Global Effort to Stop TB Doomed Without New Drugs and Tests

New Delhi/New York, March 24, 2004 (World TB Day) - The international humanitarian medical organization Doctors Without Borders/Médecins Sans Frontières (MSF) today said that we are losing the battle against tuberculosis (TB) because we rely on archaic diagnostic tests and drugs. The HIV/AIDS pandemic has magnified this problem as TB often coincides with, and is made harder to treat by, HIV/AIDS. MSF calls for an urgent increase in worldwide investment in TB research and development.

TB patient in Minsk prison, Siberia. Photo © Roger Job


"Delivering adequate TB care would require a reliable diagnostic test for TB to begin with, but we don't have one," said Dr. Rowan Gillies, president of MSF International, at the Stop TB Partners' Forum in New Delhi. "A growing number of TB patients worldwide also have HIV/AIDS, but the current diagnostic tool can only detect TB in 50% of HIV-patients even in a well-run TB program."

Diagnosis of children is particularly problematic as it mainly relies on detailing the symptoms and signs of TB, but can most often not be confirmed accurately.

Current first-line TB drugs were developed in the 1940s to 1960s. "We can't be satisfied with the TB treatment we and our colleagues in national TB programs have at our disposal today," said Olivier Brouant, head of mission for MSF's TB project in Mumbai. "A patient must take TB treatment daily during six to eight months - surely we can do better than this," Mr Brouant said. In addition, most easy-to-use fixed-dose combinations of TB drugs are not available in pediatric doses in many of the countries MSF works in.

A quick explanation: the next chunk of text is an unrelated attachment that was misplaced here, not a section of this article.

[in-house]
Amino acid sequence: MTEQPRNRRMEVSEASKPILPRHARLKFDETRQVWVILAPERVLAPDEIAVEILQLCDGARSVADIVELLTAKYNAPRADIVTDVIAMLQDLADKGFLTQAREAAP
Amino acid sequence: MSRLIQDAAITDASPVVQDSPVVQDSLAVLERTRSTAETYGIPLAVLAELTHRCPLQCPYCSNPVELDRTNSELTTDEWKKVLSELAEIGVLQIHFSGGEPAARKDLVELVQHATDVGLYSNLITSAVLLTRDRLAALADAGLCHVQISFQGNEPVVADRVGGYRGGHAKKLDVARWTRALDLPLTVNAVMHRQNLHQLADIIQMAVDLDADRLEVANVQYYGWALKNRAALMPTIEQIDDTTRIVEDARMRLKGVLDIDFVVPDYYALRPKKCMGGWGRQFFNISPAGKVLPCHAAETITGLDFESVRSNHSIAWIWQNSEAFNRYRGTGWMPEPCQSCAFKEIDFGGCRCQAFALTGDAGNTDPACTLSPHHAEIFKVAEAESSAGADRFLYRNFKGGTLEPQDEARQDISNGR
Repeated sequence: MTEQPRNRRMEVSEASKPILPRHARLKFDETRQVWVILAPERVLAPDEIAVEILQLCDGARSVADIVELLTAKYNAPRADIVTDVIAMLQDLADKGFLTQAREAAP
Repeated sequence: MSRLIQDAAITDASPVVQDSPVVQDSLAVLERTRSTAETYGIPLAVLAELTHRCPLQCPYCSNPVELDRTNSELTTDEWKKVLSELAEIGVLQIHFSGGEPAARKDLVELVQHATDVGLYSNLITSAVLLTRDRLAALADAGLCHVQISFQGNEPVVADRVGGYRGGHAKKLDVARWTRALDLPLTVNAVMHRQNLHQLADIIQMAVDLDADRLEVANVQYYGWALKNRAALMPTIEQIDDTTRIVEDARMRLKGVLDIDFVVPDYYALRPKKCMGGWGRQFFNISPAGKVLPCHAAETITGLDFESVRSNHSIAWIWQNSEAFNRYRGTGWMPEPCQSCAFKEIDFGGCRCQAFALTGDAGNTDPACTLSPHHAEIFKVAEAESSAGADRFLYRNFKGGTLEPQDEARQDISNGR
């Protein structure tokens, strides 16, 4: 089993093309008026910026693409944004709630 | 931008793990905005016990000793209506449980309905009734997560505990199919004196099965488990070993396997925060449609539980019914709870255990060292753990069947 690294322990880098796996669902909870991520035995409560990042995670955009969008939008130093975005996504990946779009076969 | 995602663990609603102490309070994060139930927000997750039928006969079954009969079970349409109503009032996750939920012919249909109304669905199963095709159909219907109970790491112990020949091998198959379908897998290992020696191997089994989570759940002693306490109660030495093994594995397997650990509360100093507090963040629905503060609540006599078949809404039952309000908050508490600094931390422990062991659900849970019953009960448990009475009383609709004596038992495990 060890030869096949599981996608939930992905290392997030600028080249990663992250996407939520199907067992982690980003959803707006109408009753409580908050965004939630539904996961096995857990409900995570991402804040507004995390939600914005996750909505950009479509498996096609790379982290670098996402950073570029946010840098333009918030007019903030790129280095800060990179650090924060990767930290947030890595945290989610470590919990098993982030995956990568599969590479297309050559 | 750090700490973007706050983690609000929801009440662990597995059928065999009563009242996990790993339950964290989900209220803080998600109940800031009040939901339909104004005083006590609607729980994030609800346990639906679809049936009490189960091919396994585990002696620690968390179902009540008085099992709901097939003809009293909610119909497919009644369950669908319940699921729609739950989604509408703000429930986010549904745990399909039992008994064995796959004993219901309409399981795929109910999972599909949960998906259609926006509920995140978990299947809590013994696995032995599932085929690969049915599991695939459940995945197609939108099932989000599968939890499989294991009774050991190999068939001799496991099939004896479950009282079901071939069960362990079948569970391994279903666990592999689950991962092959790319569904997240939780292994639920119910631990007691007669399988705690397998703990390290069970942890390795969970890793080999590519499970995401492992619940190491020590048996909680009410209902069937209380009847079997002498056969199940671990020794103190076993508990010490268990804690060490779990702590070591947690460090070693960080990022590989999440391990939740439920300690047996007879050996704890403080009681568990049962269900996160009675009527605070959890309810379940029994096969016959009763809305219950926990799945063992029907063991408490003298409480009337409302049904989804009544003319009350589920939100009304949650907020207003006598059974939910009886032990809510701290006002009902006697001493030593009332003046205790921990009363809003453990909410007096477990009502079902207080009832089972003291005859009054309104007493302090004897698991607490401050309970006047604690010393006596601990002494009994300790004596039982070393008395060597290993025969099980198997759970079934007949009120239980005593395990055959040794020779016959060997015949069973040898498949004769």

Pharmaceutical companies are carrying out some R&D for TB, but they have generally disinvested themselves from antibacterial R&D. They cannot be relied on to bring a new TB drug to a market that mainly consists of people with very little purchasing power.

Givi, 37, was almost dying when he was transferred to the anti-tuberculosis hospital in Abkhazia. Givi's one obsession is not to infect his 13-year-old daughter, Lama. He weighed thirty kilos when he was transferred from prison to Guliripchi. Alisa, one of the TB specialists at the hospital who visits patients in prison, found him in agony, vomiting blood on his straw mattress. Photo © Serge Sibert/Cosmos


MSF is therefore calling for governments and the World Health Organization to take the lead in defining and funding an ambitious R&D agenda for TB based on public health needs.

A diagnostic test for SARS was developed by the Genome Institute of Singapore just months after the outbreak of the disease last year. "TB kills two million people every year, but where is the sense of urgency that will secure resources and accelerate the process of developing new tools to fight it?" Dr Gillies asked.

MSF currently treats approximately 20,000 TB patients in 30 projects around the world. The organization is also providing antiretroviral treatment to people living with HIV/AIDS in more than 20 resource-poor countries.

TB kills two million people every year. About one third of the world's population is currently infected with TB, and roughly eight million of them develop active TB each year.